"You speak to me of narcissism but I reply that it is a matter of my life" - Artaud
"At this time let me somehow bequeath all the leftovers to my daughters and their daughters" - Anonymous
Better, despite the worms talking to the mare's hoof in the field; better, despite the season of young girls dropping their blood; better somehow to drop myself quickly into an old room. Better (someone said) not to be born and far better not to be born twice at thirteen where the boardinghouse, each year a bedroom, caught fire.
Dear friend, I will have to sink with hundreds of others on a dumbwaiter into hell. I will be a light thing. I will enter death like someone's lost optical lens. Life is half enlarged. The fish and owls are fierce today. Life tilts backward and forward. Even the wasps cannot find my eyes.
Yes, eyes that were immediate once. Eyes that have been truly awake, eyes that told the whole story— poor dumb animals. Eyes that were pierced, little nail heads, light blue gunshots.
And once with a mouth like a cup, clay colored or blood colored, open like the breakwater for the lost ocean and open like the noose for the first head.
Once upon a time my hunger was for Jesus. O my hunger! My hunger! Before he grew old he rode calmly into Jerusalem in search of death.
This time I certainly do not ask for understanding and yet I hope everyone else will turn their heads when an unrehearsed fish jumps on the surface of Echo Lake; when moonlight, its bass note turned up loud, hurts some building in Boston, when the truly beautiful lie together. I think of this, surely, and would think of it far longer if I were not… if I were not at that old fire.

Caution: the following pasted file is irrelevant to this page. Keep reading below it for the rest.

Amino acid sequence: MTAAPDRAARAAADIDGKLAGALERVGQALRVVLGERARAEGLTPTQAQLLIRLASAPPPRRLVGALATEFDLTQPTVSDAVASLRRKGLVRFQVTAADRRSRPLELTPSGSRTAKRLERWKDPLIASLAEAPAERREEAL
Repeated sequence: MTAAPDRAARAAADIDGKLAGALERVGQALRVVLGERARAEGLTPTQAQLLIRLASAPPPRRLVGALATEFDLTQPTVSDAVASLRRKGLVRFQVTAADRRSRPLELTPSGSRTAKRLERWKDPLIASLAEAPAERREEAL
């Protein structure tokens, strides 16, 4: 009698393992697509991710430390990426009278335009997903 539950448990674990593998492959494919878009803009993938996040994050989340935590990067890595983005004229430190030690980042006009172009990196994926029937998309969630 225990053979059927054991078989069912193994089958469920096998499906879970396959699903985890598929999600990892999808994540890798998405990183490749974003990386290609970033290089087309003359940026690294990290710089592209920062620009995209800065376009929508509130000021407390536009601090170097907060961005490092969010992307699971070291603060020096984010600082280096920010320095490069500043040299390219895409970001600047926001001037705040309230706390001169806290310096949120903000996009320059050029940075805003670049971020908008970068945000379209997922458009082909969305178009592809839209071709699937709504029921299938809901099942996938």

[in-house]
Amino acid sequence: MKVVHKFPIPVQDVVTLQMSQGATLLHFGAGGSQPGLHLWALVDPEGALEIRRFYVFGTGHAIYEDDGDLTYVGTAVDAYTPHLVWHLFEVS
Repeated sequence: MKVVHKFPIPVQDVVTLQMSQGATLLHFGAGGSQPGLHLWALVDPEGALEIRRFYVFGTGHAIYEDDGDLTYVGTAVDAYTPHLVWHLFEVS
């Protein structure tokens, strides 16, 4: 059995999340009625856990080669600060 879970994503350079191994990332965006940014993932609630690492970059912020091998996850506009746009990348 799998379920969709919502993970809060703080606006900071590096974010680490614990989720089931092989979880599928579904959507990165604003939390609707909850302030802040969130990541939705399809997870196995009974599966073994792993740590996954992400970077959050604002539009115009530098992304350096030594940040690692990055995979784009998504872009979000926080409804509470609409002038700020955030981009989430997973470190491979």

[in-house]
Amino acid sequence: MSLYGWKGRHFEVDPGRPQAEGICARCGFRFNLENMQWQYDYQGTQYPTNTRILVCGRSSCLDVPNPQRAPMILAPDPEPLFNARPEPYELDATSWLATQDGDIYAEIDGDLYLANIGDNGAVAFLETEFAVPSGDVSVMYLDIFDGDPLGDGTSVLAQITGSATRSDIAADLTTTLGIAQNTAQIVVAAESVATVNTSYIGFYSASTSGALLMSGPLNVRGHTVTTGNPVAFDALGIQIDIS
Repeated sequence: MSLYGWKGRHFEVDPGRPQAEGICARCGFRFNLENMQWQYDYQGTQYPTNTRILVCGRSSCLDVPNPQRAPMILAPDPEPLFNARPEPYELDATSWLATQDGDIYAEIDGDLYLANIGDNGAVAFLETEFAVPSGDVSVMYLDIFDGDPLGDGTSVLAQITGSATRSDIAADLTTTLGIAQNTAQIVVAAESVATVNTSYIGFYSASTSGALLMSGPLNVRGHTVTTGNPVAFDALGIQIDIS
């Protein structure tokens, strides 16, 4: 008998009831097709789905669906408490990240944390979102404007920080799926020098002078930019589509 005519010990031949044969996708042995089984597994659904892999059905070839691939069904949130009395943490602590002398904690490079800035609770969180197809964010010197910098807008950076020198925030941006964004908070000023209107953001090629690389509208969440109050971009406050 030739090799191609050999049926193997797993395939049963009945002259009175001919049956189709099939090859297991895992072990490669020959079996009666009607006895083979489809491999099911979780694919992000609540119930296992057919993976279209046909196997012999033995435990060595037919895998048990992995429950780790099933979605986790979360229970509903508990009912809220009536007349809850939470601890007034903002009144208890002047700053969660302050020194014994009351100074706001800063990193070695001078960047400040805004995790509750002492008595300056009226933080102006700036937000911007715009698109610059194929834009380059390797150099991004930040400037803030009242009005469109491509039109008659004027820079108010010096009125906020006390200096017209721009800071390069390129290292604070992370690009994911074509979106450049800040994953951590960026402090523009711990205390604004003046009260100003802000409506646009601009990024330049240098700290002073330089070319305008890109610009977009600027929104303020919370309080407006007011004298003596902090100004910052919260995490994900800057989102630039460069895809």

I could admit that I am only a coward crying me me me and not mention the little gnats, the moths, forced by circumstance to suck on the electric bulb. But surely you know that everyone has a death, his own death, waiting for him. So I will go now without old age or disease, wildly but accurately, knowing my best route, carried by that toy donkey I rode all these years, never asking, “Where are we going?” We were riding (if I'd only known) to this.
Dear friend, please do not think that I visualize guitars playing or my father arching his bone. I do not even expect my mother's mouth. I know that I have died before— once in November, once in June. How strange to choose June again, so concrete with its green breasts and bellies. Of course guitars will not play! The snakes will certainly not notice. New York City will not mind. At night the bats will beat on the trees, knowing it all, seeing what they sensed all day.